Charlotte Mundy is a classically trained, "preternaturally focused Canadian soprano" (NYTimes) who is passionate about working closely with others to explore the newest fringes of music and performance. She "slays the thorniest material like it's nothing" (WQXR) with TAK ensemble, sings stratospherically high microtonal lines with Ekmeles vocal ensemble, and oscillates between thorny new complexity duels and supremely beautiful duets with guitarist Jordan Dodson. As a soloist she has given critically acclaimed performances of Schoenberg's Pierrot Lunaire, Boulez's Le Marteau sans Maître, and Feldman's Three Voices. Also fascinated by interdisciplinary projects, she has performed in the BAM Next Wave Festival, the Under the Radar Festival, at St. Ann's Warehouse, and the Park Avenue Armory working with theater makers Paul Lazar, Cynthia Hopkins, Katie Brook and Rachel Chavkin, visual artist Martin Creed and choreographer Miro Magloire. Mundy is honoured to sing sixteenth century mass settings every Sunday at the Church of Saint Mary the Virgin under David Hurd and to host weekday afternoons on Q2music, a Peabody Award-winning affiliate of WQXR dedicated to contemporary music.
Mundy holds degrees from the Manhattan School of Music's Contemporary Performance Program, where she studied with Lucy Shelton, and the University of Toronto Faculty of Music.
"The final performance of the evening was given over to a mesmerizing rendition of Morton Feldman’s “Three Voices” for voice and tape by the preternaturally focused Canadian soprano Charlotte Mundy, with meticulously balanced electronics by Elliot Cole...Here, in front of a magically cough-free audience, the quiet, swirling textures of Feldman’s hypnotic work were able to unfold in all their subtle, unhurried grandeur."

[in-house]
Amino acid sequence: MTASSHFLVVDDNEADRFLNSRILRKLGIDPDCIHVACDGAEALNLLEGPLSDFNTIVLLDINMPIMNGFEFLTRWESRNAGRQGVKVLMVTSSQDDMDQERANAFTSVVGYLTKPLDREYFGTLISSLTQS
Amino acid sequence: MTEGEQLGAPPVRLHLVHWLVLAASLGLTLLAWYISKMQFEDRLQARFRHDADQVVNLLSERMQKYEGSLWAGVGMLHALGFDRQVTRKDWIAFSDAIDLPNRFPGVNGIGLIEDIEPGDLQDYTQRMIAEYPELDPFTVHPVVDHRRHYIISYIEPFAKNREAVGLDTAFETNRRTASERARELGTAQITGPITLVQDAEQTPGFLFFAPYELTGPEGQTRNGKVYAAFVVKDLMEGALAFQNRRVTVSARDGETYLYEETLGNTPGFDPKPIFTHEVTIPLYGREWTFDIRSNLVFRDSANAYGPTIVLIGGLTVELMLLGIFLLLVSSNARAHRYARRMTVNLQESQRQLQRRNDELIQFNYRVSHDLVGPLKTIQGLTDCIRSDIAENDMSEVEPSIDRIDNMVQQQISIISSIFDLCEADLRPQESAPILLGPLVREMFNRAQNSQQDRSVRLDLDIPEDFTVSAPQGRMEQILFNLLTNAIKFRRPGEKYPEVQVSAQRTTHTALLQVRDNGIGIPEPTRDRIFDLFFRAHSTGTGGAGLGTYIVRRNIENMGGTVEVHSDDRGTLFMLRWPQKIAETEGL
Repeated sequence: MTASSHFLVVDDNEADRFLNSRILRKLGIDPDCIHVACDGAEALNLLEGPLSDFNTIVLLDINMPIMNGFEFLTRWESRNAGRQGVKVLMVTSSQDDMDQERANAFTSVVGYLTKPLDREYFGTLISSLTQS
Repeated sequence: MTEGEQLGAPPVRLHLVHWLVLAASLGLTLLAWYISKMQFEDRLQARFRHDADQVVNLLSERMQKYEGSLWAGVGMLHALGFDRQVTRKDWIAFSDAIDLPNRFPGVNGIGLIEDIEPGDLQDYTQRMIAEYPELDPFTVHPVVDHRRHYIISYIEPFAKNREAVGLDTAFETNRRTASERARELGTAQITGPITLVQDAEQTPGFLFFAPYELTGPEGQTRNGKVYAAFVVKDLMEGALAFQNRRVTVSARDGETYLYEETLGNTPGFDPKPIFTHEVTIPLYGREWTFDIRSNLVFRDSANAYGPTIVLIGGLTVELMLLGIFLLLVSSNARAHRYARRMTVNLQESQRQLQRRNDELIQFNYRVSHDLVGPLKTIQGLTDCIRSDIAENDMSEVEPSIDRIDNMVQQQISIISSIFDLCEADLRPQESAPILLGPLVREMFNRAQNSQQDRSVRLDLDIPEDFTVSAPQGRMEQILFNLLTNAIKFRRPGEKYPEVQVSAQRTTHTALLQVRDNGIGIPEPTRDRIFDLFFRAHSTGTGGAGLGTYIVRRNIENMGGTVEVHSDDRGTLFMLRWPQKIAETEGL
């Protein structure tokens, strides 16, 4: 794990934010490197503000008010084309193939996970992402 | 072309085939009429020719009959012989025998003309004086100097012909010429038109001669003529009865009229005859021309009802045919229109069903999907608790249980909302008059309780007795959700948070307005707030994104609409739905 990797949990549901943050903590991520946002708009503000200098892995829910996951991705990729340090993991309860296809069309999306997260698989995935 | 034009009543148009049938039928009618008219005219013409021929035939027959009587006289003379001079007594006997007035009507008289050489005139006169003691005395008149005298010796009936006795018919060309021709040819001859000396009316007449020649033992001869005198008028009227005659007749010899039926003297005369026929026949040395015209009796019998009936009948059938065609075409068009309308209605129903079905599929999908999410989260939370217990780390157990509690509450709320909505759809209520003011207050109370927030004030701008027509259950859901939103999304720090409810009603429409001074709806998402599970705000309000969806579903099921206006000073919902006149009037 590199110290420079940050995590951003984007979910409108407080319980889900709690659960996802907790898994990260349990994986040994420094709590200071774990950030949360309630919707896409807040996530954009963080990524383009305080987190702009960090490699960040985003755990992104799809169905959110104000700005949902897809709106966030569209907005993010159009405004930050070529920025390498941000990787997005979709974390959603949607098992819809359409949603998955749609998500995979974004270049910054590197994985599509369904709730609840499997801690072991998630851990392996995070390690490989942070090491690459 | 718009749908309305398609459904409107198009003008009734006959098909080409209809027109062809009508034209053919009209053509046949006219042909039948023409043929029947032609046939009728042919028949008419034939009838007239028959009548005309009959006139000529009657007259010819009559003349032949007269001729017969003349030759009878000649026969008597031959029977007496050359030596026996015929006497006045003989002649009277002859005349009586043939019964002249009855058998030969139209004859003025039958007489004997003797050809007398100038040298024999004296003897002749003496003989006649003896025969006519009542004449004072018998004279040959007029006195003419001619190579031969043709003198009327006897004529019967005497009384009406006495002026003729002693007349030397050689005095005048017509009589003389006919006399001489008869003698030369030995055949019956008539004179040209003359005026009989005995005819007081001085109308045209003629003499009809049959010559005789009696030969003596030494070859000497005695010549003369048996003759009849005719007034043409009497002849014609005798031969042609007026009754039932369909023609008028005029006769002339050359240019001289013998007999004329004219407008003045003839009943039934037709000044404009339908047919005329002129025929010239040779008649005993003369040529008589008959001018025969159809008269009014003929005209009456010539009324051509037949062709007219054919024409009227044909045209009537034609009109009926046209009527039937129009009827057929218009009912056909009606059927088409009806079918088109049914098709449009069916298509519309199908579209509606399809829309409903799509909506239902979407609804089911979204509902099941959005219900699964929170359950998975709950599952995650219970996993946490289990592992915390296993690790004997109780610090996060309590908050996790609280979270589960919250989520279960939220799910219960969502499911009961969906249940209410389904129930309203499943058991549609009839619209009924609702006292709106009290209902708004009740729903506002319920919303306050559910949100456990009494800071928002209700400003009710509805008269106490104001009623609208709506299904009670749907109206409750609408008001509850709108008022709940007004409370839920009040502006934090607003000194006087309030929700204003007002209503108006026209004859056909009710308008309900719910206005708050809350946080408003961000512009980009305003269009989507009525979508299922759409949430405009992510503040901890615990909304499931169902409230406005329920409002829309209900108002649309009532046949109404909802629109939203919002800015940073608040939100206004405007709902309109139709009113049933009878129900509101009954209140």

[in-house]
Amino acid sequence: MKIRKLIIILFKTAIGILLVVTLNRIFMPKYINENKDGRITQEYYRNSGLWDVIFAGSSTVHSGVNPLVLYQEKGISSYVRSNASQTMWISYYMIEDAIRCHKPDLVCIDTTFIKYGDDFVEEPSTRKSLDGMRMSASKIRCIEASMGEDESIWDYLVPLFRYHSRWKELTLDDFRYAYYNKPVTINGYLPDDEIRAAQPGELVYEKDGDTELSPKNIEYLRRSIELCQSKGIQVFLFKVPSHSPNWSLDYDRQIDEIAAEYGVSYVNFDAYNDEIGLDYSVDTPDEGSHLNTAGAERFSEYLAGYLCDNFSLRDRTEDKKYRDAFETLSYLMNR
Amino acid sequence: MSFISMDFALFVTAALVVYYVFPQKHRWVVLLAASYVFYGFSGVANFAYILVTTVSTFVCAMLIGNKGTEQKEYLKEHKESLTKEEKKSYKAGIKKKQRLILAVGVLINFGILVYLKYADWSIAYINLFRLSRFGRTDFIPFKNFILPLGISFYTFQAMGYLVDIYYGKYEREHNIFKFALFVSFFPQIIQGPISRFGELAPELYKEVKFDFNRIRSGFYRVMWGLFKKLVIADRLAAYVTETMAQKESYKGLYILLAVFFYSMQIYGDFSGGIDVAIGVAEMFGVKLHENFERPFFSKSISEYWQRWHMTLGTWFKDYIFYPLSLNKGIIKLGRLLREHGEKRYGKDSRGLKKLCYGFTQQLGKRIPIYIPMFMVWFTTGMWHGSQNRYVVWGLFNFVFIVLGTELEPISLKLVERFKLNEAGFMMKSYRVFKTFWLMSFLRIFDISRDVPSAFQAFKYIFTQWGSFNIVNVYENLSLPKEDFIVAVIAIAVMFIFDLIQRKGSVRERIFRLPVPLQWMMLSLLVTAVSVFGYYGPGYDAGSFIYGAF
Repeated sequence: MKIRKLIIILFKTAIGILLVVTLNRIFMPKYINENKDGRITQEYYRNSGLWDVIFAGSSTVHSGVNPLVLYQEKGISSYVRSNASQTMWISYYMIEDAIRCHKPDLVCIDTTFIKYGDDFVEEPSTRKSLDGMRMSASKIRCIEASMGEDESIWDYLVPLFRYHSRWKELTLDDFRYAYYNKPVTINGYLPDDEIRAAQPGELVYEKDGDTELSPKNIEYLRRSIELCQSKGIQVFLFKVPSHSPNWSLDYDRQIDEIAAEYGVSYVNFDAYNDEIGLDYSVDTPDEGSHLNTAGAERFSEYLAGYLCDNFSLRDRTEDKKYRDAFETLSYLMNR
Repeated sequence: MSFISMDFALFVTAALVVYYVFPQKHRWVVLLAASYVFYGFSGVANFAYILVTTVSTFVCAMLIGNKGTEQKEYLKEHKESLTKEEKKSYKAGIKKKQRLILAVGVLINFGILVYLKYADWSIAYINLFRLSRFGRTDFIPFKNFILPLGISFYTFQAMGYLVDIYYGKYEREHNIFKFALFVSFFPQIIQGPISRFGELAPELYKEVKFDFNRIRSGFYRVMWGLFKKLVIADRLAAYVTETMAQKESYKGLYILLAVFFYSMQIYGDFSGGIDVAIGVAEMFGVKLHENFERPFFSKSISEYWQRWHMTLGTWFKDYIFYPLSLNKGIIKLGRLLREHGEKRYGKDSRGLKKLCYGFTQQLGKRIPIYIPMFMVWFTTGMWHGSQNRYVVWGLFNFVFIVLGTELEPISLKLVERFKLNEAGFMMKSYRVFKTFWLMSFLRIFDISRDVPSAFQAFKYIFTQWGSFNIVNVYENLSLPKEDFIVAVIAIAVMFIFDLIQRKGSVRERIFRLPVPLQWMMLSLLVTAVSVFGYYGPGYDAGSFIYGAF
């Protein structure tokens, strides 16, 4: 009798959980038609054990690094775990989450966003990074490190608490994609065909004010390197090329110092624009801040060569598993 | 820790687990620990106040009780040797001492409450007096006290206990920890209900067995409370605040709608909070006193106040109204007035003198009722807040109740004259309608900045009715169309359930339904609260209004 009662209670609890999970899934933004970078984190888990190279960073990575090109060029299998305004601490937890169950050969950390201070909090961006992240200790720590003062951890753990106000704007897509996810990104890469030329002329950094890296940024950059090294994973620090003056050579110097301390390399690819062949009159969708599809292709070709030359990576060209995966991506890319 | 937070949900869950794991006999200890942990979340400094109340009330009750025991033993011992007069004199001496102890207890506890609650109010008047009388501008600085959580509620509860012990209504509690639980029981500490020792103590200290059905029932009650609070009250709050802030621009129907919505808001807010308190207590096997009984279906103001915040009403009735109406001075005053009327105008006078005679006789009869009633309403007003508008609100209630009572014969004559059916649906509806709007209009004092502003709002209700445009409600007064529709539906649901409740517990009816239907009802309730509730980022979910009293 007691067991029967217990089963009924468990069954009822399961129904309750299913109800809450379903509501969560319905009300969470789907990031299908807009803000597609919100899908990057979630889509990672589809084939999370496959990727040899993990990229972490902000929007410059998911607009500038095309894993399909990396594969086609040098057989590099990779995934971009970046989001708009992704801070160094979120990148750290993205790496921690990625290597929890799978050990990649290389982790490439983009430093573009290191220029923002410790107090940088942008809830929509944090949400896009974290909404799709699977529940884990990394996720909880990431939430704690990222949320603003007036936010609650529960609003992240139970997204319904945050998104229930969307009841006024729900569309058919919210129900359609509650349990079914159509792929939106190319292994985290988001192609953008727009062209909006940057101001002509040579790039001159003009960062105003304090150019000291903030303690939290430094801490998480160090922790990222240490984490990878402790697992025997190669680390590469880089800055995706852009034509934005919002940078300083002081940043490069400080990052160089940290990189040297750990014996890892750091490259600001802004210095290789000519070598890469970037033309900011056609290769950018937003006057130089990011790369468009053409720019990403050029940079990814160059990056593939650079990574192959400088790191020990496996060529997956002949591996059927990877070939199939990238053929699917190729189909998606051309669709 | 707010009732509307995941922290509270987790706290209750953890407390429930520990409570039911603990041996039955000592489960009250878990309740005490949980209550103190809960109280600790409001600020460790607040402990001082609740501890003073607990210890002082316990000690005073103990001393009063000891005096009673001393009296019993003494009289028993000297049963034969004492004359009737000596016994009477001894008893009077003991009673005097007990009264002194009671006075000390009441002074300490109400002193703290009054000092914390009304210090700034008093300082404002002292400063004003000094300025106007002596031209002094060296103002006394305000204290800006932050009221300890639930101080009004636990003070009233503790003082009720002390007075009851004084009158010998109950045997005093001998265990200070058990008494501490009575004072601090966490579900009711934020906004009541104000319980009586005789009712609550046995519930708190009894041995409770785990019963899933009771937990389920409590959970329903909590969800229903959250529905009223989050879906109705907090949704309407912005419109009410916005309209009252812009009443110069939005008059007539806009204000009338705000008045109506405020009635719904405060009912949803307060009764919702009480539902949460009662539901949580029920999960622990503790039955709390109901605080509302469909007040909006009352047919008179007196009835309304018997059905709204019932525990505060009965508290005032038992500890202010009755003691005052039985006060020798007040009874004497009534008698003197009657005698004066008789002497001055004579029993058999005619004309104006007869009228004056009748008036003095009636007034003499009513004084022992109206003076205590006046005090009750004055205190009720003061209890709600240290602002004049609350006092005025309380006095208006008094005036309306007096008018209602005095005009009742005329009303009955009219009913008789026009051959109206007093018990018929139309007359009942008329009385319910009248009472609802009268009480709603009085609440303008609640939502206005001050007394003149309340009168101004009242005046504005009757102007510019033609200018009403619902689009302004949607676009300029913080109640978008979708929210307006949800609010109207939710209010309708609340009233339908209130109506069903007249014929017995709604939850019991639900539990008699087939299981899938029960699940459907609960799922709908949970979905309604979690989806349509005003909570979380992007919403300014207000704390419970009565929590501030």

- The New York Times (Sept. 2013)
"Best quintuplets ever!"
- composer David Lang
"Mundy’s voice roved from a low snarl all the way up to piercing high notes, and she adopted playful expressions throughout, ramping up to brash mockery as she speech-sang the words “withered whore.” At times her voice glinted like the moonlight on the scimitar that she sang of, and at others it seemed to float out uncannily...Although I was present merely as a curious audience member, I quickly rooted through my bag for my notebook to scribble some observations and praise for this remarkably arresting interpretation."
- I Care If You Listen (February 2015)
"like stepping into a haunted dreamland... Charlotte Mundy and Jean Rohe sound particularly celestial, and capture the songs' sparse, timeless grace."
- The New York Times (Nov. 2016)
"Charlotte Mundy closed the night with Feldman’s Three Voices...Mundy’s voice is well-suited to this music: pure and direct, it gives clarity to the seas of half-steps and ease to the cascading lines, like whirling snow; unaffected and slightly plaintive, even the most mechanical patterns seemed to have an emotional core. There is often an inclination to perform Feldman as flat as possible, but she brought out, in subtle but illuminating ways, its not undramatic rhetoric."
- Sequenza 21 (Sept. 2013)
"A distinctive, down-to-earth, disarmingly individualistic singer... the way she rose from a completely unadorned, intimate delivery to striking highs with just a tinge of gentle vibrato made it seem as if she was singing directly to everyone individually."
- Lucid Culture (May 2014)
"Ricketts began with a very strong work, mostly comprised of Mundy’s exquisite voice ducking in and out of spaces left by the flute and clarinet...the vocal writing for Mundy demonstrated her absolute finesse as a singer and performer..."
- Oneirics (May 2013)
"Charlotte Mundy produced her strikingly clear, wordless tones in a way that ceaselessly annoyed her sister, danced by Amber Neff. Both Ms. Mundy and Ms. Neff proved to be subtle actresses, and the soprano's slender figure allowed her to participate in elements of dance with total conviction."
- Oberon's Grove (June 2013)
“Remembrance,” a tribute to a late colleague, offered four sonnets by Shakespeare set in tart, gangly lines, well sung by Charlotte Mundy, a soprano."
- New York Times (Sept. 2012)